The regime change at the New Republic is continuing to command headlines. The story is shifting, from the principled stance of the two dozen staffers, many of them excellent journalists, who jumped from the windows after owner Chris Hughes fired top editors Franklin Foer and Leon Wieseltier, to two storylines that are more sympathetic to Hughes. One is technocratic/neoliberal: He bought the goddamn magazine, what did they expect? The other is political: despite the New Republic’s claim to being a progressive leader, the old regime was not liberal; it was racist and neoconservative/rightwing Zionist. Though typically not many critics are explicitly tackling the New Republic’s arch-Zionism.
The New York Times business page characterizes the shift as a battle between old and new media.
As The New Republic’s losses mounted, reaching $5 million a year according to one person with knowledge of its books, Mr. Hughes grew impatient….
Mr. Hughes began setting aggressive targets for web traffic, and calling for more “snackable content.” He told employees not to use the popular abbreviation “TNR” to refer to the magazine, explaining that “The New Republic” was a more recognizable brand.
In that piece, former editor Mike Kinsley defends Hughes’s autonomy.
“We live in a capitalistic society, and that’s something that The New Republic has historically stood for,” he went on. “It’s his magazine, and if he wants to wreck it, he can.”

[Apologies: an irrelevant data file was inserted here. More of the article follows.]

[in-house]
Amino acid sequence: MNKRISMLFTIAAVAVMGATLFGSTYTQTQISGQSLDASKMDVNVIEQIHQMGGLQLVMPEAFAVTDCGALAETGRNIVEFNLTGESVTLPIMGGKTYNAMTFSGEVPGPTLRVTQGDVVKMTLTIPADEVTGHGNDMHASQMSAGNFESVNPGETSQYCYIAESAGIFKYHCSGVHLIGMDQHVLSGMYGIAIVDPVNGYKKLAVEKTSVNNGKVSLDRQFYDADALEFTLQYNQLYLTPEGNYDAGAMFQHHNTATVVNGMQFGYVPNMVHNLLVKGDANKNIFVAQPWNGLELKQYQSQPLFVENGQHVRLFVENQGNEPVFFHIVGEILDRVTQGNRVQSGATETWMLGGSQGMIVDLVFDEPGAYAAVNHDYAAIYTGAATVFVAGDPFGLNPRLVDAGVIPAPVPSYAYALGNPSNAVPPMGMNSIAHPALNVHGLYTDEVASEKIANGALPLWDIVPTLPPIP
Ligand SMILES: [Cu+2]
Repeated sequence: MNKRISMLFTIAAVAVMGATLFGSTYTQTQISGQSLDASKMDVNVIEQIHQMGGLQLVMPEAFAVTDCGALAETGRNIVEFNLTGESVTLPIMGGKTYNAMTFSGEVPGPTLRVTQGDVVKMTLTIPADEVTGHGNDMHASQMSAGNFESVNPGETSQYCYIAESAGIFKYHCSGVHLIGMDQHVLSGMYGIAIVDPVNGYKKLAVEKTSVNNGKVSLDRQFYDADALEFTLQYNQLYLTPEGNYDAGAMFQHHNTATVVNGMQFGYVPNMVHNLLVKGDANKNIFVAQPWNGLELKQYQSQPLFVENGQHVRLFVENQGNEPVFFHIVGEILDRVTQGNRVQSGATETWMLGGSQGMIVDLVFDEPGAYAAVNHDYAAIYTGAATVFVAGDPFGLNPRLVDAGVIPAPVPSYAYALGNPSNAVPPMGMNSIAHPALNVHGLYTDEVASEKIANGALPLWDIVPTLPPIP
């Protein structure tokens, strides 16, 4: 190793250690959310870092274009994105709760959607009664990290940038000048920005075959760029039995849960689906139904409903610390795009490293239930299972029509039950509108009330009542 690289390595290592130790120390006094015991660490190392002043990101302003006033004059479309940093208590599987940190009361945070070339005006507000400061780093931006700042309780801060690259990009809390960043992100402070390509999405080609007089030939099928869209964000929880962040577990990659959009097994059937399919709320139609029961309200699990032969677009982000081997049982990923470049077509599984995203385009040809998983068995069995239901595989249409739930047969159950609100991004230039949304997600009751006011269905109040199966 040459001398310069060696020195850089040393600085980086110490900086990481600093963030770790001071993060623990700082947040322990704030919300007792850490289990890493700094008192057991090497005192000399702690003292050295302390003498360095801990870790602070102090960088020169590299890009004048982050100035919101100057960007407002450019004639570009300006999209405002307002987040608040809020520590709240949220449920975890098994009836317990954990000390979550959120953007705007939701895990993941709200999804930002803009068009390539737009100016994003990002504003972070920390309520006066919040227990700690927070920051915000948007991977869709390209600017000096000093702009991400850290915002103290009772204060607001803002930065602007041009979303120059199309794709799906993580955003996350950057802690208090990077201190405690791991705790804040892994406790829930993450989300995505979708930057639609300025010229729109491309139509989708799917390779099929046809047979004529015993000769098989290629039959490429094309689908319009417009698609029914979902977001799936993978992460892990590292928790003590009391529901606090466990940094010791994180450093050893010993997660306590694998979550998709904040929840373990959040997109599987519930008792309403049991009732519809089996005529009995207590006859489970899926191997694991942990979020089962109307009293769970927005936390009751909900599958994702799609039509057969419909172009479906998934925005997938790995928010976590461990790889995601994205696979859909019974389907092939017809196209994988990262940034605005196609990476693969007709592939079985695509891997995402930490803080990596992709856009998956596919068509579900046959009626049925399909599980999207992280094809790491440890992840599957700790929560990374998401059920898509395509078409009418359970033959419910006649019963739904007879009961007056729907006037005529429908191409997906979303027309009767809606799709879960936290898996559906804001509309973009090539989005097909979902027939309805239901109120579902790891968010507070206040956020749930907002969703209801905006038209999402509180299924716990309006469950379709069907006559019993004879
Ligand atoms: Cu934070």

In the Washington Post, Chris Hughes says he didn’t want to own a white elephant, but make the magazine a sustainable brand.
I came to protect the future of the New Republic by creating a sustainable business so that our journalism, values and voice — the things that make us singular — could survive.
…the dichotomy between techy buzzwords and tradition is a false choice. Journalists across the industry are using new techniques to tell vital stories and make passionate arguments. Innovation is happening in traditional newsrooms like the New York Times and The Post and at start-ups such as Vox and Politico. The New Republic should and will be mentioned in the same breath.
Remember that Marty Peretz made the New Republic over 40 years ago and also did a purge. He wanted the magazine to anchor the pro-Israel argument inside the Democratic Party. “Much of the staff, which then included Walter Pincus, Stanley Karnow, and Doris Grumbach, was either fired or chose to resign. The staffers were largely replaced by young men fresh out of Harvard, with plenty of talent but few journalistic credentials and little sense of the magazine’s place in the history of liberalism,” states one report. And a conservative site points out that the magazine was remade before that, in 1941.